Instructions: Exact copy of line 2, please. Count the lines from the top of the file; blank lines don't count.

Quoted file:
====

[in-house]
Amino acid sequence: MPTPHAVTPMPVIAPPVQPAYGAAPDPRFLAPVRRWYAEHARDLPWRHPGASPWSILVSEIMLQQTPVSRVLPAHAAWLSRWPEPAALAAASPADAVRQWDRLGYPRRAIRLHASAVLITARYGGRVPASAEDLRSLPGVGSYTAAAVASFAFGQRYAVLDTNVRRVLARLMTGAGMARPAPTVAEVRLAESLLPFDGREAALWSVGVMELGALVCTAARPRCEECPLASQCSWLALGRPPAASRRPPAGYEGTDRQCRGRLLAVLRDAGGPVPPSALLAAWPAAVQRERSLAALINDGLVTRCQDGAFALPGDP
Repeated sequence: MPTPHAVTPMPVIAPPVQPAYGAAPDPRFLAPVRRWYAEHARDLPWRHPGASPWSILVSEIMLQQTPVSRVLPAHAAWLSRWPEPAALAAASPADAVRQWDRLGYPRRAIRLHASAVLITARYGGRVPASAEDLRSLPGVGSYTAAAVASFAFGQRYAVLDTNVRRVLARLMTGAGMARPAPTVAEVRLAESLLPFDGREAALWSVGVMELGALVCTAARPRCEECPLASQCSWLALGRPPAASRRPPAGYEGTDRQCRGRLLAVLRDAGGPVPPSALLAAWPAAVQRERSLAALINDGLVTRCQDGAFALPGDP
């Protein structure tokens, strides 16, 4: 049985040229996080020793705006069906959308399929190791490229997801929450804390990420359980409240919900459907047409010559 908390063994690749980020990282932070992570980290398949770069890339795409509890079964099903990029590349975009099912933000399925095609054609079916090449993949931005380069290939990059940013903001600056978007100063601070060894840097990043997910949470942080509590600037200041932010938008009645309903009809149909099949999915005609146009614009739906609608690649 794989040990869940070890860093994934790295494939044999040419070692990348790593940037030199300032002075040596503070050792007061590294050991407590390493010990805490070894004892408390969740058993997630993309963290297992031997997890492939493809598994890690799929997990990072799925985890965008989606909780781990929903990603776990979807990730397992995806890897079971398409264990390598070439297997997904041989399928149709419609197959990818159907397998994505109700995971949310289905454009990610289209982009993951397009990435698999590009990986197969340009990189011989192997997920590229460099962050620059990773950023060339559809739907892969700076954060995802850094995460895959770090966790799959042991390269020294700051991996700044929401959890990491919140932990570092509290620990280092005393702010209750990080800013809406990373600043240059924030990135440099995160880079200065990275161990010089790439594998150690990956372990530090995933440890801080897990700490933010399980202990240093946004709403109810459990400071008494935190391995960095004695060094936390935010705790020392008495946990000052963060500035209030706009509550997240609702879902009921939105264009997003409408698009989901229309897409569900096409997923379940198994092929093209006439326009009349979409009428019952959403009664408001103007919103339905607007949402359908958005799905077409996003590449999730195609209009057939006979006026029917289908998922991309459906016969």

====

Amino acid sequence: MPTPHAVTPMPVIAPPVQPAYGAAPDPRFLAPVRRWYAEHARDLPWRHPGASPWSILVSEIMLQQTPVSRVLPAHAAWLSRWPEPAALAAASPADAVRQWDRLGYPRRAIRLHASAVLITARYGGRVPASAEDLRSLPGVGSYTAAAVASFAFGQRYAVLDTNVRRVLARLMTGAGMARPAPTVAEVRLAESLLPFDGREAALWSVGVMELGALVCTAARPRCEECPLASQCSWLALGRPPAASRRPPAGYEGTDRQCRGRLLAVLRDAGGPVPPSALLAAWPAAVQRERSLAALINDGLVTRCQDGAFALPGDP